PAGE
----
KEVIN: But the desire is still there. It just seems to increase the desire. At this point at least for me, part of what success means is for me to have a record out that I can tour on, and just play to utter exhaustion. I want to play 150 shows a year. I want to play until I never want to see another set of drums.
SEAN: I want to play until they have to take me out and put me in a hospital. And then I'll recover, and I'll go out again. The only way to get this out of our systems, and to get on with other artistic pursuits is to make this fit the way Kevin and I have always seen it. Kevin did a live video, five songs from five different shows, for the record labels and stuff, that is exactly how I would have done it. It's very, very, very, very crazy. There's a whole lot of - It's not nice.
KEVIN: It's brutal.
SEAN: But it's not pretty, it's not supposed to be pretty. We like that, kinda like, playground kind of atmosphere. Maybe it has a little bit of a jock kind of thing to it. But I don't think that has the stupidity that comes with most jock-oriented stuff. It's almost like a Romper Room type atmosphere. I know that we come across so heavy-handed that it's almost funny. And it is. I was not able to laugh at it, at all, before, but now I see how damn funny it is. I watch film of us and it's like, "Man, this is just ridiculous." We don't take it so damn seriously,. so we're not really bothered by all those things that we were bothered about before. It's very hard to explain. Like he said, the desire level is there more, because everything that could go wrong has gone wrong. We've got to start from the ground up. This time we just don't seem to care. When before, right off the bat, when we got started that everybody should be kissing our asses and giving everything to us, gratis. We don't expect anything now, from anybody. We just do our job.
JM: Things aren't taken as seriously anymore. It's okay to crack jokes during the shows and -
SEAN: Right, but the overall goal is the same. We ascribe to the philosophy that harder is better. That the harder way is better. Wouldn't you agree?
SEAN: We have tried the other paths, and they don't apply to us. As far as rock music goes - because we have other interests. Kevin can sit at home and play his keyboard. I play in The Spurs with Dave [Bird]. We do other stuff. But as far as this goes, this being our primary source of trying to break through membranes - It's almost like it's a spiritual thing, because every time I get up there and I'm totally exhausted and I don't think I can do the gig, and I actually do the gig better than the night before, and then pass out. It does do something to sharpen your mind. We just get a lot out of it personally, and we're trying to get the crowd to do the same thing. Through taking the hard way, through self-examination, the artistic side of it, even if it seems a little melodramatic and sometimes stupid; that's all right. I don't see any point being overtly intellectual about it, because then you're ignoring the whole physical side of your life. The physicality of playing with instruments - I mean it's a very physical activity. You're struggling with the thing, and if you play hard or fast at all, you start to get into a - you know - it is physical. We just are into that "Harder is better". It's better for us. I think that I've grown over the years. I think that these guys have helped me become more than what I was. And I'd like to think I've done the same for them. And I'd like to think we've done that for the town, in a lot of ways. And I'd like to think that the town did it for us. Now whether or not we can take that whole idea, and make it work nationwide, or worldwide remains to be seen. We have to visit lots of places very often. We have to interact with these people. I don't think, on the surface, what we're about, is very easy to understand.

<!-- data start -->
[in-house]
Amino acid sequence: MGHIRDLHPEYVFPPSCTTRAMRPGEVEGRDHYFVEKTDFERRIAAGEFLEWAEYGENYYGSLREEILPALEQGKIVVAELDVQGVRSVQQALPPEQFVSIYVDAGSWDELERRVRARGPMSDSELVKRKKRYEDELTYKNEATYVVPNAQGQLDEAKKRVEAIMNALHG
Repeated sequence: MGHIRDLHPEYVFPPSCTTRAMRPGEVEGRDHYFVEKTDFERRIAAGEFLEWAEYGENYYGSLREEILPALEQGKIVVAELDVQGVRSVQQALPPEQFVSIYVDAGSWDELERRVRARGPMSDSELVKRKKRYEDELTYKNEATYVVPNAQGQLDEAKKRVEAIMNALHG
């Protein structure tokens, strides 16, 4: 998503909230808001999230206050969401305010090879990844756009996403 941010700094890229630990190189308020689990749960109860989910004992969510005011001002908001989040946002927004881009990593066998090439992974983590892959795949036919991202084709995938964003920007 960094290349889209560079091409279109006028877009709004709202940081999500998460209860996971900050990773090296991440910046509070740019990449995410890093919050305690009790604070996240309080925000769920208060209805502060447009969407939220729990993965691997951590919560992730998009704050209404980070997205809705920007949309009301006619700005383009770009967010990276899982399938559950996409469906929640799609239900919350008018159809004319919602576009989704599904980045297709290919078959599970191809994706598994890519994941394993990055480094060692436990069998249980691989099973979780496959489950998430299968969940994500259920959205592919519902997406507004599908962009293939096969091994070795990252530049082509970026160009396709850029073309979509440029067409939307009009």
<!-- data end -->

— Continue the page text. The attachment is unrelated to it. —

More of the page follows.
JM: Hopefully, it's not just a local phenomenon.
SEAN: Well, we have yet to see that. We'll see. Sometimes I have my doubts as to whether or not it's possible for any other place other than this city to understand what we're about. Do you ever feel like that?
KEVIN: We've definitely played some shows, out of town, where people are getting the big picture. There's definitely a connection being made. Then again, we've cleared a lot of clubs out, as well. A lot of people give us five minutes, and they're disgusted and they leave.
JM: Is it disgust out of boredom? Or?
JERRY: No way!
KEVIN: I think it's overwhelming for some people. We have a tendency, when we're out of town, to act like complete idiots.